After years of being the company audio professionals have been looking forward to for their wired in-ear monitors, Shure has finally introduced its first true wireless earbuds: the $199 Shure Aonic Free. They will be available in one color (graphite gray) from November 4.
We say “true” true wireless earbuds, because technically the company’s Shure Aonic 215, which it released in 2020 for $229, were also true wireless earbuds in the sense that each earbud had its own power source and wasn’t connected to any other. kind of rope. But their over-the-ear loop design allows you to swap out the acoustic part for another earbud module, making them much larger than any other true wireless earbud.
Not so with the Aonic Free, which, while still looks big compared to something like the third-generation AirPods, is the true true wireless deal. You might think that after waiting so long to get into the true wireless game, Shure would come in with both weapons blazing in terms of features in an effort to overtake companies like Sony, Bose, and Apple. But Shure has opted for a more conservative set of targets for the Aonic Free.
You won’t find active noise cancellation (ANC), in-ear sensors, or wireless charging. Instead, Shure has emphasized sound quality and customization — an approach it’s used over and over over the years.
Shure says the Aonic Free offers “clear studio-quality sound with deep bass,” powered by a premium amplifier and driver combination. These are the same claims made by pretty much all the companies that make true wireless earbuds, but in the case of Shure, it’s probably not the usual marketing hype. We’ve reviewed many of the company’s earbuds and headphones and found that they all perform excellently. The earbuds use Bluetooth 5.0 and support SBC, AAC and aptX codecs.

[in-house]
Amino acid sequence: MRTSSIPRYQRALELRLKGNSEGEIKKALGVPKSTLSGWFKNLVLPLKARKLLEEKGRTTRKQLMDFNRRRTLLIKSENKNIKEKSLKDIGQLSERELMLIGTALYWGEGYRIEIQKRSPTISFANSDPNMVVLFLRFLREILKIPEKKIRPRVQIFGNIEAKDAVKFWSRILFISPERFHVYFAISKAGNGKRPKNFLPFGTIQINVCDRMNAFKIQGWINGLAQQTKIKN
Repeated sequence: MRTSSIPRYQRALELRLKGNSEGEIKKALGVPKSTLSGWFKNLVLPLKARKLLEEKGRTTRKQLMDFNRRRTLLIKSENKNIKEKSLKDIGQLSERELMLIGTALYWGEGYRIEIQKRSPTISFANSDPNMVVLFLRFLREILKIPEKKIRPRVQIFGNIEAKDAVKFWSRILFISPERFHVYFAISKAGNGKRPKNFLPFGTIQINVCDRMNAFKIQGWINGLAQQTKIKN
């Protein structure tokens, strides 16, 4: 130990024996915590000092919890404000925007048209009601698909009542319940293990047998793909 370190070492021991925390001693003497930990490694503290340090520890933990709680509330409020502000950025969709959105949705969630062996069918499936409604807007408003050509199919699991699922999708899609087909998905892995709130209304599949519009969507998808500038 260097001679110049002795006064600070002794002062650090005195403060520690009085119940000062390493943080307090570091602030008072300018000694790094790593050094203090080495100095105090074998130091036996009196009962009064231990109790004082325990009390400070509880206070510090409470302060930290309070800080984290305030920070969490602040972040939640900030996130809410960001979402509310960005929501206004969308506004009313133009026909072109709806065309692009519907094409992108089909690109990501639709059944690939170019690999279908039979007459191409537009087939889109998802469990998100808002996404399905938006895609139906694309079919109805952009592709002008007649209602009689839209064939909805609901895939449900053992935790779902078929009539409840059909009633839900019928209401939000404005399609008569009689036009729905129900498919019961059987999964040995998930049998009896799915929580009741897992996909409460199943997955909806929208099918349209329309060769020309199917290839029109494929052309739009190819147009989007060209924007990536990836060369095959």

You can make extensive changes to the controls and EQ settings using the ShurePlus Play app, which doubles as a control center for streaming music. Call quality has been a major strength of the Aonic 215, and Shure promises it will continue with the Aonic Free, which reduces the volume of music during a call and includes noise-cancelling technology to block out wind noise.
The company claims that the Aonic Free’s noise-isolating design, which uses an ergonomically angled horn plus Comply foam earbuds, will block out up to 37 decibels of external noise. That’s comparable to what the best ANC systems are capable of, although noise-isolating designs are passive by nature and cannot respond to changing environments in real time. To counter all that noise blocking when you need to hear what’s going on, an ambient mode (transparency mode) activates the external microphones to let in sounds.
Battery life is seven hours per charge, and the charging case can be fully charged twice for a total of 21 hours of wireless playtime. That’s not as long as you get from other true wireless earbuds, which can last up to 40 hours, but it should still give you a full day of listening.
An IPX4 water resistance rating rounds out the Aonic Free’s feature set, which should give you peace of mind when using them in the gym or on a run, although given the design, these earbuds may not offer the sort of secure fit you need for high impact activities.